There’s a mild kerfuffle about in the world of orthodox Catholicism, because Scottish philosopher (and advisor to the Vatican’s Pontifical Council for Culture), has written a piece in The Tablet (pay wall) saying that it’s time once again for the Catholic Church to ordain married men as priests:
This is not a case of simply increasing the number of clergy and nor is it an easy solution to the challenge of halting the decline. Rather a married contingent can better resemble and reassemble the faithful and speak to it of what they know of its needs and difficulties, and speak also to the celibates now not from without but within the brotherhood of the ordained.
The final straw, he says is the decade of sexual abuse scandals, which many Catholics still want to minimize by saying, “Hey, other people have this problem, too” (this month’s example: the Boy Scouts):
It is self-destructive to protest that that the incidence of abuse by priests is statistically not much different to that of other groups who have contact with children. If priestly formation, sacramental service and prayer do not bear finer fruits then this only encourages the sense of gracelessness, and the possibility of Godlessness.
This is important, because Haldane is a well-connected, extremely well-regarded lay Catholic with ties to the Vatican. This is not a hippie at a campus Catholic drop-in center, this is a guy who can buy groceries at the pope’s house. However, it’s important to note what he is not proposing:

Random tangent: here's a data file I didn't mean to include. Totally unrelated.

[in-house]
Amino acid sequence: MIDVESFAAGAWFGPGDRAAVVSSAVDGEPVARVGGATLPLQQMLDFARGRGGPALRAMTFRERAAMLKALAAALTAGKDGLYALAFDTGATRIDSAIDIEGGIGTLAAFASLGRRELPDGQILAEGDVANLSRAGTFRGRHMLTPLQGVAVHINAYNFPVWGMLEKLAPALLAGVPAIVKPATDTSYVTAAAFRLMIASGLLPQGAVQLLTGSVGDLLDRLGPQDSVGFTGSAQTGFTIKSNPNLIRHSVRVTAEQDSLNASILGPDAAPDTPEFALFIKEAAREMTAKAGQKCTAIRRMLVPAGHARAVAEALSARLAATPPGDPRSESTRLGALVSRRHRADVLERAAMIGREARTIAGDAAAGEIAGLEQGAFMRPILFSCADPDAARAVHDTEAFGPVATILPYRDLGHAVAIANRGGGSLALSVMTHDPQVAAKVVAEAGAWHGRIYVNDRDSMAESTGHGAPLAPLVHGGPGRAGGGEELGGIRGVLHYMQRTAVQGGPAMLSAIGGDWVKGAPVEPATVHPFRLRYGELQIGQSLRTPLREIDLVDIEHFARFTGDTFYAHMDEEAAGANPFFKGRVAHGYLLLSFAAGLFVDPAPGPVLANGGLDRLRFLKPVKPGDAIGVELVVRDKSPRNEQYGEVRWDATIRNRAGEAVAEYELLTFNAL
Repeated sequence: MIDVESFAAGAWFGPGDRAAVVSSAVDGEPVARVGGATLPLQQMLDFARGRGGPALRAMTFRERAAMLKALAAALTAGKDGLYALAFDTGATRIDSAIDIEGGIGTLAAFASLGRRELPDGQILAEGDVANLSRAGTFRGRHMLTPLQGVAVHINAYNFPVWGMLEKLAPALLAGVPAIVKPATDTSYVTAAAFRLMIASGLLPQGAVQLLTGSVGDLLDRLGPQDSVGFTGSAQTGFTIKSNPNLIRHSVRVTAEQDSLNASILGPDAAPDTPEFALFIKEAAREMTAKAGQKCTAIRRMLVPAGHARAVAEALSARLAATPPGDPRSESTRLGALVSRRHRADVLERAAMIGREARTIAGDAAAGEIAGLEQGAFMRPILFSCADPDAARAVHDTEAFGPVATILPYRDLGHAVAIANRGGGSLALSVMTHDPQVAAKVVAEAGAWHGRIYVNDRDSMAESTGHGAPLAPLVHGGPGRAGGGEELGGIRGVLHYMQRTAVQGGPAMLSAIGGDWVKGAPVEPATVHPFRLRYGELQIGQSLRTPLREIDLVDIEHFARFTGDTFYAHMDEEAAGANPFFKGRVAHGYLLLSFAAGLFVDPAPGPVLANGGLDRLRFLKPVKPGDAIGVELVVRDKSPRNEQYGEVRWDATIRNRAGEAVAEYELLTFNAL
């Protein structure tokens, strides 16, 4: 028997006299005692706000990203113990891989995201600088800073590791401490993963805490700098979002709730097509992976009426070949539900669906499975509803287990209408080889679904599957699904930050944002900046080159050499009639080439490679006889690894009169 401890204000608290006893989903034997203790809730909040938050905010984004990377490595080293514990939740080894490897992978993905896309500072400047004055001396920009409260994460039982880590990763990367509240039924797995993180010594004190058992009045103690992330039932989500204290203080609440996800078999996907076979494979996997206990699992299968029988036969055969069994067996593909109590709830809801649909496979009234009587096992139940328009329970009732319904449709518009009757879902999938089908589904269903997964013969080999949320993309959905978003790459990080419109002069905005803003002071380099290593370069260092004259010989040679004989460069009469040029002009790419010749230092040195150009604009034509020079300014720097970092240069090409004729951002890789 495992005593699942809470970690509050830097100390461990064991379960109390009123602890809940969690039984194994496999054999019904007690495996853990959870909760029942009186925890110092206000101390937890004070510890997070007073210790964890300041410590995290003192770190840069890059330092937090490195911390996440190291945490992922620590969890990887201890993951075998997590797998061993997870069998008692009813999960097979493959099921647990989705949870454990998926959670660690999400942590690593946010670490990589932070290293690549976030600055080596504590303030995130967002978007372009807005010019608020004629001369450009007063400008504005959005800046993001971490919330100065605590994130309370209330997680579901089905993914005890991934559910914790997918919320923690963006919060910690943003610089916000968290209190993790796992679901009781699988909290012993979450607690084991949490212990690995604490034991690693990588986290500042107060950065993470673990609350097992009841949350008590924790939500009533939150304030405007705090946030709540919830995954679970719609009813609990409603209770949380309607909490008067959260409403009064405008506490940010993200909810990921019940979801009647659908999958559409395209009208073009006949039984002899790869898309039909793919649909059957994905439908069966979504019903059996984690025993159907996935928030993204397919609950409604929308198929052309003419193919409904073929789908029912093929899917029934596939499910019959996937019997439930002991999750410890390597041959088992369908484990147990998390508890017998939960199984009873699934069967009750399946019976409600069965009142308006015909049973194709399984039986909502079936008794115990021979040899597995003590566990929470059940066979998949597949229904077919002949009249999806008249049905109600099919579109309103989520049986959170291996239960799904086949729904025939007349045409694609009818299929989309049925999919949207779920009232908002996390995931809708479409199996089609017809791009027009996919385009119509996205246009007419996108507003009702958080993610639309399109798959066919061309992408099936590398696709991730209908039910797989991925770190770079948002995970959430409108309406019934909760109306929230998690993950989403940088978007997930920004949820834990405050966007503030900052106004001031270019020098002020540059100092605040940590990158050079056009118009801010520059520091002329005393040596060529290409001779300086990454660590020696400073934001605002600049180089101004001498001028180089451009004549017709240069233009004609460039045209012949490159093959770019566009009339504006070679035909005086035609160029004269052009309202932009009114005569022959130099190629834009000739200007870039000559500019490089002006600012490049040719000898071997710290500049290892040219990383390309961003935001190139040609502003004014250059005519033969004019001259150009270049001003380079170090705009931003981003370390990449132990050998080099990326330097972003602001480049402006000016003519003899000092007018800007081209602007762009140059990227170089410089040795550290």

He’s not proposing that priests should get married, just that married men should be able to be ordained as priests. He’s not proposing that married priests should become bishops. In other words, he’s proposing that the Catholic Church should adopt the practice observed by the Eastern churches, both the Orthodox and those in communion with Rome. This would not be an innovation, but a return to dominant Christian practice from the first thousand years.
A couple of points to bear in mind on Haldane’s thoughtful proposal: ordaining married men will probably not do much to reduce the shortage of priests, at least in the West. The lack of candidates to the priesthood is not just a Roman thing, and there are economic reasons that suggest ordaining married men wouldn’t change that. Catholic priests are among the lowest-paid members of the clergy in the United States, despite earning the equivalent of a PhD. The idea that thousands of men would be eager to sign up both for the education requirement and the chance to support a family on $22,000 a year is, I think, a little naive.
But it’s an idea that bears serious consideration, although it’s unlikely to get that, at least from some quarters: the righteous-n-faithful brigade over at the First Things comments sections have already decided Haldane is a heretic ready for the stake.